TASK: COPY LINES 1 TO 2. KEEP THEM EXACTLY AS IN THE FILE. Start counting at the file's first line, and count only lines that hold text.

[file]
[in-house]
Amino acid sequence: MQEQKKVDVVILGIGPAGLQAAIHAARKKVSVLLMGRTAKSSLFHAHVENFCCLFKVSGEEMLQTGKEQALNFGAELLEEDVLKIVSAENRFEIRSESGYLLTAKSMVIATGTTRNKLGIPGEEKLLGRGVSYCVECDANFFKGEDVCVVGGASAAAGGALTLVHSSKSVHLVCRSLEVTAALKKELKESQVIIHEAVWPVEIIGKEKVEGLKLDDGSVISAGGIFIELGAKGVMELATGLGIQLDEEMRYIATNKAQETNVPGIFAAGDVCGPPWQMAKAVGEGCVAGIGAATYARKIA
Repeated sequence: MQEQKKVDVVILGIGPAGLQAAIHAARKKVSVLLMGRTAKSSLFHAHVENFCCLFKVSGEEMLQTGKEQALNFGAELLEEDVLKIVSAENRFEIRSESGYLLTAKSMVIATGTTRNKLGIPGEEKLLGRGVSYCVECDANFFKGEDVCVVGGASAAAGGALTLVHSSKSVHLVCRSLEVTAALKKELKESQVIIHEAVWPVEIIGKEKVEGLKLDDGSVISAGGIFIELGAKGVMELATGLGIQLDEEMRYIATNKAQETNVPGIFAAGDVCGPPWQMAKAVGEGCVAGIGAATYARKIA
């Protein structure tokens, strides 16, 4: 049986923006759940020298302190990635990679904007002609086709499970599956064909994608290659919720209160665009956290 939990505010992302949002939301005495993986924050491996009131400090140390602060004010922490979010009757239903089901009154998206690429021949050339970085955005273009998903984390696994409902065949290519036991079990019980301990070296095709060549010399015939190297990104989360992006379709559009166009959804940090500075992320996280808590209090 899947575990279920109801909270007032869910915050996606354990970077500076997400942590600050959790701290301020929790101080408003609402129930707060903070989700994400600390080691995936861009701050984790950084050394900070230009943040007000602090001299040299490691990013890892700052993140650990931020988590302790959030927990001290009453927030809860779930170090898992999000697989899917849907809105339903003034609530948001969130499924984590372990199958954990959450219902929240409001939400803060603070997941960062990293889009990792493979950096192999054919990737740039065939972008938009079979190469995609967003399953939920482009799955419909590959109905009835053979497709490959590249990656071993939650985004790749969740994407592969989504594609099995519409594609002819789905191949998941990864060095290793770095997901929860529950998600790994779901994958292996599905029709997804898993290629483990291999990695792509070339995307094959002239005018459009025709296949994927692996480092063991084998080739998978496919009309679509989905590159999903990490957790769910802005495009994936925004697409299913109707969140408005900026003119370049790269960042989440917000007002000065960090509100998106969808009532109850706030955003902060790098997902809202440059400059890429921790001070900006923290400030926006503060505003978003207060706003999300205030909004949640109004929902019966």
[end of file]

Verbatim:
[in-house]
Amino acid sequence: MQEQKKVDVVILGIGPAGLQAAIHAARKKVSVLLMGRTAKSSLFHAHVENFCCLFKVSGEEMLQTGKEQALNFGAELLEEDVLKIVSAENRFEIRSESGYLLTAKSMVIATGTTRNKLGIPGEEKLLGRGVSYCVECDANFFKGEDVCVVGGASAAAGGALTLVHSSKSVHLVCRSLEVTAALKKELKESQVIIHEAVWPVEIIGKEKVEGLKLDDGSVISAGGIFIELGAKGVMELATGLGIQLDEEMRYIATNKAQETNVPGIFAAGDVCGPPWQMAKAVGEGCVAGIGAATYARKIA